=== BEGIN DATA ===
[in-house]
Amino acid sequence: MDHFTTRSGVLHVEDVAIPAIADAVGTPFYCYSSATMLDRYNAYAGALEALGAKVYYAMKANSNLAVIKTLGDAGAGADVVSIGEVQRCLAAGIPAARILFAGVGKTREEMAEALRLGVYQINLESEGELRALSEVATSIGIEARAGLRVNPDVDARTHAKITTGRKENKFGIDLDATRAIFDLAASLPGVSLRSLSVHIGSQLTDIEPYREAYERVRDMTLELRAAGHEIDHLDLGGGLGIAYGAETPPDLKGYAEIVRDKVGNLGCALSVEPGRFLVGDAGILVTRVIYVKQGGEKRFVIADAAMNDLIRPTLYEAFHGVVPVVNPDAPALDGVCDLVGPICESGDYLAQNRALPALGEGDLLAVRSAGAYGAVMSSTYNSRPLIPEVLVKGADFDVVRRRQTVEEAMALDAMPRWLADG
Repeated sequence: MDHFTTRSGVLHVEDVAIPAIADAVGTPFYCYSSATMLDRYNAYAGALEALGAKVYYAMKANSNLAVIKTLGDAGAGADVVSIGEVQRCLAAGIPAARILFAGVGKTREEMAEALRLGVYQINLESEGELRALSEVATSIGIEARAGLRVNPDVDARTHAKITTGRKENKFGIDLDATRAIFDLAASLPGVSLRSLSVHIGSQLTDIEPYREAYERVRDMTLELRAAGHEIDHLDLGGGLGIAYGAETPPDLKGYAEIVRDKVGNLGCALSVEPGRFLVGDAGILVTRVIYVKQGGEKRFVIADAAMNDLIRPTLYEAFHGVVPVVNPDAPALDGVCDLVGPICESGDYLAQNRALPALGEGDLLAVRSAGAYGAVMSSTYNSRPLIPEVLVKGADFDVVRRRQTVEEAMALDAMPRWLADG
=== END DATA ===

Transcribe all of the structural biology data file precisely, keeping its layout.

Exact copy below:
[in-house]
Amino acid sequence: MDHFTTRSGVLHVEDVAIPAIADAVGTPFYCYSSATMLDRYNAYAGALEALGAKVYYAMKANSNLAVIKTLGDAGAGADVVSIGEVQRCLAAGIPAARILFAGVGKTREEMAEALRLGVYQINLESEGELRALSEVATSIGIEARAGLRVNPDVDARTHAKITTGRKENKFGIDLDATRAIFDLAASLPGVSLRSLSVHIGSQLTDIEPYREAYERVRDMTLELRAAGHEIDHLDLGGGLGIAYGAETPPDLKGYAEIVRDKVGNLGCALSVEPGRFLVGDAGILVTRVIYVKQGGEKRFVIADAAMNDLIRPTLYEAFHGVVPVVNPDAPALDGVCDLVGPICESGDYLAQNRALPALGEGDLLAVRSAGAYGAVMSSTYNSRPLIPEVLVKGADFDVVRRRQTVEEAMALDAMPRWLADG
Repeated sequence: MDHFTTRSGVLHVEDVAIPAIADAVGTPFYCYSSATMLDRYNAYAGALEALGAKVYYAMKANSNLAVIKTLGDAGAGADVVSIGEVQRCLAAGIPAARILFAGVGKTREEMAEALRLGVYQINLESEGELRALSEVATSIGIEARAGLRVNPDVDARTHAKITTGRKENKFGIDLDATRAIFDLAASLPGVSLRSLSVHIGSQLTDIEPYREAYERVRDMTLELRAAGHEIDHLDLGGGLGIAYGAETPPDLKGYAEIVRDKVGNLGCALSVEPGRFLVGDAGILVTRVIYVKQGGEKRFVIADAAMNDLIRPTLYEAFHGVVPVVNPDAPALDGVCDLVGPICESGDYLAQNRALPALGEGDLLAVRSAGAYGAVMSSTYNSRPLIPEVLVKGADFDVVRRRQTVEEAMALDAMPRWLADG